nvigil51, June 15, 2011 (view all comments by nvigil51)
I am revisiting this story for the 3rd time in my 59 yrs. The first time was probably between 1973 when I FIRST left the Army and 1974 when I returned to the Army. My first exposure was the film adaptation which the back drop being Santa Fe. The story mimic my experience when I first moved to Santa Fe as a Foster child. Although, I had grown up in Farmington and Bloomfield New Mexico from 2nd grade until 7th grade, it was in Santa Fe that I experienced coming of age and a new World, so similar to the main character. Then about 1985 I found myself in a military assignment in West Germany. One of my fellow workers had a copy of this story and allowed me to keep it, only to be pack in personal property and stored for the next 15-20 yrs. Recently IT SURFACED and I enjoy reading it as it takes me to a quieter time of life and youth. A great story that I identify personally. Thank you for this opportunity to comment.
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KimElisa, October 24, 2006 (view all comments by KimElisa)
While on vacation this summer on the coast of Maine, I found this delightful book on a shelf of neglected paperbacks in a used bookstore. What a treasure!! From the first page I was hooked... and laughing out loud. Irreverent humor? You bet! Hilarious, and poignant, and just a great story. My husband, a former English prof, had never read it, and couldn't believe he was hearing me chuckle and laugh through the whole book. (It was delightful to hear him do the same when I gave it to him to read when I was finished.) I wanted more Richard Bradford, and was disappointed to discover that he wrote only one other novel, and also that he passed away in 2002. (I had intended to contact him somehow and thank him for writing such a wonderful book.) I'm going to try to find the movie, but it cannot come close to the book.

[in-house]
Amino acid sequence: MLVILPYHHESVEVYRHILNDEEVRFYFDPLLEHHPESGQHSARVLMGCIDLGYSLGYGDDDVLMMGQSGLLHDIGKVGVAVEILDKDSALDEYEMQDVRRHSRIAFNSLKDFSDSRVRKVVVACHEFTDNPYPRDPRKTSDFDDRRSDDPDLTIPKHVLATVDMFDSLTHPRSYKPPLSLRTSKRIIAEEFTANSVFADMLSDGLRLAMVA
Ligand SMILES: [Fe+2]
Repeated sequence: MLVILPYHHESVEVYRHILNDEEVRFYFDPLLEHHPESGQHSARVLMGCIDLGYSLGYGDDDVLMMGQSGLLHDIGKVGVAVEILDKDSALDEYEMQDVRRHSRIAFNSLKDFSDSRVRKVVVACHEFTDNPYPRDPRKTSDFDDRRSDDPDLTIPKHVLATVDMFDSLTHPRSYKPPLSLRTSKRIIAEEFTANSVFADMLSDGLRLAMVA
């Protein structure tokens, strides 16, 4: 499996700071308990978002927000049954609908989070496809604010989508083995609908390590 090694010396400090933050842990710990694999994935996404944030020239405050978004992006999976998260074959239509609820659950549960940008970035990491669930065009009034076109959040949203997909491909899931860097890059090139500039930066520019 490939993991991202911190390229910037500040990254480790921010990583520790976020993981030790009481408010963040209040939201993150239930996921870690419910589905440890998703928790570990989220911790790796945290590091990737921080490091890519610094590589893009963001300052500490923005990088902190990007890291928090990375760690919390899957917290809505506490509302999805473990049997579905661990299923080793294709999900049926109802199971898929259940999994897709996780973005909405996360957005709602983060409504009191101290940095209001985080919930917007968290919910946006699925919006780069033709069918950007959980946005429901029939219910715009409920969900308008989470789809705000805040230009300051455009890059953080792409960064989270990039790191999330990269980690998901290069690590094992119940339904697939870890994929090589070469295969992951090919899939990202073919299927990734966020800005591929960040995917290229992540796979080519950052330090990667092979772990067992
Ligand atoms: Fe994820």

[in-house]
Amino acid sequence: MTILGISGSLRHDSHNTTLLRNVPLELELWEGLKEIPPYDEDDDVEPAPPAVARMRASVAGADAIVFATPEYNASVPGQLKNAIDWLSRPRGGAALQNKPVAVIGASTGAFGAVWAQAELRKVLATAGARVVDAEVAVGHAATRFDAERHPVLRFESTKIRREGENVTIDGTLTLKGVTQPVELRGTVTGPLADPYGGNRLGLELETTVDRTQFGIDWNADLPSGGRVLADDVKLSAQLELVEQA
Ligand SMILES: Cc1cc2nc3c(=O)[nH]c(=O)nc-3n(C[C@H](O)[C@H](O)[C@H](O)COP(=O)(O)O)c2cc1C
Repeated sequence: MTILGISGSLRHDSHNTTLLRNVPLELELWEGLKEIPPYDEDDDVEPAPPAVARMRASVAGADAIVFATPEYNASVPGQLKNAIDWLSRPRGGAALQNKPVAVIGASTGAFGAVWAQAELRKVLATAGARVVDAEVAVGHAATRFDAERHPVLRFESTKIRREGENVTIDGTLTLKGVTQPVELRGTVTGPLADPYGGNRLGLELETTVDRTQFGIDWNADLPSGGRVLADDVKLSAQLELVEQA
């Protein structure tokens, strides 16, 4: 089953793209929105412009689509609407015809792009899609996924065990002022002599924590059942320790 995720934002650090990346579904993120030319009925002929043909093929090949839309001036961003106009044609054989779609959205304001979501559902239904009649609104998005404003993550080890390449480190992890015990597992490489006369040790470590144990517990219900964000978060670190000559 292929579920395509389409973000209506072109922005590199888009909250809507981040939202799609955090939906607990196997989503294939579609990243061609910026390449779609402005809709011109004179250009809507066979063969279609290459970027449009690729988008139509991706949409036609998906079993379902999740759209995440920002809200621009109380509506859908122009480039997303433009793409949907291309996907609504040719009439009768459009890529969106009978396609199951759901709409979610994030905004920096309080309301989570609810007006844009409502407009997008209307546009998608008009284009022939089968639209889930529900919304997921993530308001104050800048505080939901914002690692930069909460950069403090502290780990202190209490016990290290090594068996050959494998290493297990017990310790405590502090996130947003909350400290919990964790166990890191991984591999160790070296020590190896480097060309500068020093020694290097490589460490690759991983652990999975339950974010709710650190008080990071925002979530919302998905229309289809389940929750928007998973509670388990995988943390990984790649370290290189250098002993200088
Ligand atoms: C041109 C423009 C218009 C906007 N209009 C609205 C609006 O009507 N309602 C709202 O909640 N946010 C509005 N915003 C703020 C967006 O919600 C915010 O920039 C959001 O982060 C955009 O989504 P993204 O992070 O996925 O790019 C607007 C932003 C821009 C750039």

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by Richard Condon,
"Bradford believes in the human comedy the way DiMaggio believes in baseball, the way Nureyev believes in the dance, the way people, no matter what, believe in laughing when they might just as well be weeping."
by Book World,
"[A] sort of Catcher in the Rye out West."
by Washington Post Book,
"What makes the book a true delight is the deadpan, irreverent humor with which Josh tells the story....No brief review can do justice to Mr. Bradford's book."
by Harper Collins,
The classic coming-of-age story set during World War II about the enduring spirit of youth and the values in life that count.
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